Kristin Halvorsen

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Kristin Halvorsen
Kristin Halvorsen 2009a.jpg
Minister of Education and Research
In office
20 October 2009 – 16 October 2013
Prime MinisterJens Stoltenberg
Preceded byBård Vegar Solhjell
Succeeded byTorbjørn Røe Isaksen
Minister of Finance
In office
17 October 2005 – 20 October 2009
Prime MinisterJens Stoltenberg
Preceded byPer-Kristian Foss
Succeeded bySigbjørn Johnsen
Leader of the Socialist Left Party
In office
3 May 1997 – 11 March 2012
Preceded byErik Solheim
Succeeded byAudun Lysbakken
Personal details
Born (1960-09-02) 2 September 1960 (age 59)
Horten, Norway
Political partySocialist Left Party
Spouse(s)Charlo Halvorsen
Alma materUniversity of Oslo

Kristin Halvorsen (born 2 September 1960) is a Norwegian socialist politician. She served as Minister of Finance from 17 October 2005 to 20 October 2009 and as Minister of Education from 20 October 2009 to 16 October 2013.

Taking over as leader of the Socialist Left Party in 1997, she established an unprecedented level of consensus within the party. At the 2005 election, the party received a disappointing 8.8% share of the vote, and in 2009 down further, to 6.2%. Many who describe themselves as being on the left side of the party have suggested that Halvorsen step down. She was succeeded by Audun Lysbakken on 11 March 2012.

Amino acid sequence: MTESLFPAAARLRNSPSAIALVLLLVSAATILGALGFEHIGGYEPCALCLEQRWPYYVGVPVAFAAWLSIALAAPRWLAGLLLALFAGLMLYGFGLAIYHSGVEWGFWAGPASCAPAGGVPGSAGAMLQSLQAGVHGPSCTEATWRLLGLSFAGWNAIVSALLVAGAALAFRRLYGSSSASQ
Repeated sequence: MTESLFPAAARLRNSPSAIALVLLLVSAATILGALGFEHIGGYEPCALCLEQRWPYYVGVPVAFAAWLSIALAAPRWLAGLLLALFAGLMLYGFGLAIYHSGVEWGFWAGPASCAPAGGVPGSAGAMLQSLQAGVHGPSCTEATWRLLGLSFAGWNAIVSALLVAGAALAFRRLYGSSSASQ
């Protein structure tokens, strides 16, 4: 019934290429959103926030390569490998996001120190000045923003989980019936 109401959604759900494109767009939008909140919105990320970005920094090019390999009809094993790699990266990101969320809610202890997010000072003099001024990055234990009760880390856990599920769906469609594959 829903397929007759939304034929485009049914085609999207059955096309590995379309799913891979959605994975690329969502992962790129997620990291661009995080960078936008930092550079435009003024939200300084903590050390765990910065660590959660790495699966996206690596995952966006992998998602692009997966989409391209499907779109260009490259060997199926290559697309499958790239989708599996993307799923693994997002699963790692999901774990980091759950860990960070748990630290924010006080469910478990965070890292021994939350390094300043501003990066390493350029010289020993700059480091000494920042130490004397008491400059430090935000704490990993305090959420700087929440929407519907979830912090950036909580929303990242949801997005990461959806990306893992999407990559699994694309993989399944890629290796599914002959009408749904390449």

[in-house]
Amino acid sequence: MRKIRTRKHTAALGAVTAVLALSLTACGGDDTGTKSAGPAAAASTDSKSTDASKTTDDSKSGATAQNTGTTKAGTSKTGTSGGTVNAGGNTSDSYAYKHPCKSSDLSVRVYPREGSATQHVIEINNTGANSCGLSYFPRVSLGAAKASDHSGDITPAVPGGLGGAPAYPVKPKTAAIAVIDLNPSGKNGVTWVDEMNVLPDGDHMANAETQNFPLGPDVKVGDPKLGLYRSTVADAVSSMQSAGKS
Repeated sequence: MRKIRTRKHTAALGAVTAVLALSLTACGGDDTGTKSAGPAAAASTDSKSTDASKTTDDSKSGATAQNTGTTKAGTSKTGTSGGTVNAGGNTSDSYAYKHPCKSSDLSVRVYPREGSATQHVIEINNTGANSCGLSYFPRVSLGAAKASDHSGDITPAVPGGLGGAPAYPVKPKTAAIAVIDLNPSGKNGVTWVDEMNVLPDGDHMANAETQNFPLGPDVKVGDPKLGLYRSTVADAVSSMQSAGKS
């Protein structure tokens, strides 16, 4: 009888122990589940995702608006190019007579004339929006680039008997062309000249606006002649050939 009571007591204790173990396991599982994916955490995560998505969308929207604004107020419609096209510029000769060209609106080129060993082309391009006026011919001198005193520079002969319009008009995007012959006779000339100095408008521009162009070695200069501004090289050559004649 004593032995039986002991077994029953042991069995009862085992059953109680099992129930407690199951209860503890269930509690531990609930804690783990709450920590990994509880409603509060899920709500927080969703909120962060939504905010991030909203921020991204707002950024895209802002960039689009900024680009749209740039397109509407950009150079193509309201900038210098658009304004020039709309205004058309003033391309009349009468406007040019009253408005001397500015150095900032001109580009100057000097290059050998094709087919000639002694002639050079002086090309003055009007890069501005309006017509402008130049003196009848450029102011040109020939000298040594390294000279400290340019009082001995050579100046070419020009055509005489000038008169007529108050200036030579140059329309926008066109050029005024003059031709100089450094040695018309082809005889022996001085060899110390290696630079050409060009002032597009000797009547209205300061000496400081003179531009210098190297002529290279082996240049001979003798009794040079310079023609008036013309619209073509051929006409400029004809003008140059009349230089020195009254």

The Socialist Left, in coalition with the Labour Party and the Centre Party, won Norway's September 2005 parliamentary elections. The resulting Red-Green coalition government marked the first time that the Socialist Left Party was included in the cabinet. Kristin Halvorsen took office as the 125th Minister of Finance in Norwegian history and the first woman ever to serve in that post.

She resigned as leader of the Socialist Left Party in 2012.


Halvorsen was born in Horten, Vestfold. After taking university courses in pedagogy (1.5 years) and criminology (1 year) without receiving a degree, Halvorsen worked for a while as a legal secretary. She served as a vice member to the Parliament from 1985, and was elected member of Parliament in 1989, representing the county of Oslo, a seat she has held ever since. She has been a member of the parliamentary standing Committee on Finance (1989–1997) and the Committee on Scrutiny and Constitutional Affairs (1997–2001). She is presently a member of the Election Committee and the Committee on Foreign Affairs, and Chairman of the Socialist Left Party's parliamentary group, but is on leave from these positions while sitting in government.

Halvorsen was the first Norwegian party leader to launch a blog.

Kristin Halvorsen's parents are Leif Georg Halvorsen, a civil engineer, and Marit Larsen, a teacher. Kristin is married to Charlo Halvorsen, an editor at Norsk Rikskringkasting.[1]


Kindergarten coverage promise[edit]